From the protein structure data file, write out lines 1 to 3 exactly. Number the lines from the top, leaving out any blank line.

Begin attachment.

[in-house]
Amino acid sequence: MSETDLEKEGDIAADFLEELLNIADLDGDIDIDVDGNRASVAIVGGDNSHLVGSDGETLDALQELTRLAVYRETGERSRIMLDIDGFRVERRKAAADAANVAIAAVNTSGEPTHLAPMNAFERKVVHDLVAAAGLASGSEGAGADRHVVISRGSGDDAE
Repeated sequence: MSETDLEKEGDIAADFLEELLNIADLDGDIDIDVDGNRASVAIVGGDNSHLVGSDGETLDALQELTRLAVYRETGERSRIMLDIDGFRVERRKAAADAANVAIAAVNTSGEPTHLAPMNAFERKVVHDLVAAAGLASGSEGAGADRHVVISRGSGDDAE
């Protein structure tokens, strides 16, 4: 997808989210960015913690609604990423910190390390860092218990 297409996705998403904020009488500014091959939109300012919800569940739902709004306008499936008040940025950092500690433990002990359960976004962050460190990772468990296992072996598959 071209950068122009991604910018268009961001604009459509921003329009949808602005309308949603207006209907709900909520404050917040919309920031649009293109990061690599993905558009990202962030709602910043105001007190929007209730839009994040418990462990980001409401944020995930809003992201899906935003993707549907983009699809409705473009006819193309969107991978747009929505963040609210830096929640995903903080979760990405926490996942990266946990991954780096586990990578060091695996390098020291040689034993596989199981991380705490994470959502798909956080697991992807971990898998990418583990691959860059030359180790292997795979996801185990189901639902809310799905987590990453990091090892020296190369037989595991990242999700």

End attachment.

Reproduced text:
[in-house]
Amino acid sequence: MSETDLEKEGDIAADFLEELLNIADLDGDIDIDVDGNRASVAIVGGDNSHLVGSDGETLDALQELTRLAVYRETGERSRIMLDIDGFRVERRKAAADAANVAIAAVNTSGEPTHLAPMNAFERKVVHDLVAAAGLASGSEGAGADRHVVISRGSGDDAE
Repeated sequence: MSETDLEKEGDIAADFLEELLNIADLDGDIDIDVDGNRASVAIVGGDNSHLVGSDGETLDALQELTRLAVYRETGERSRIMLDIDGFRVERRKAAADAANVAIAAVNTSGEPTHLAPMNAFERKVVHDLVAAAGLASGSEGAGADRHVVISRGSGDDAE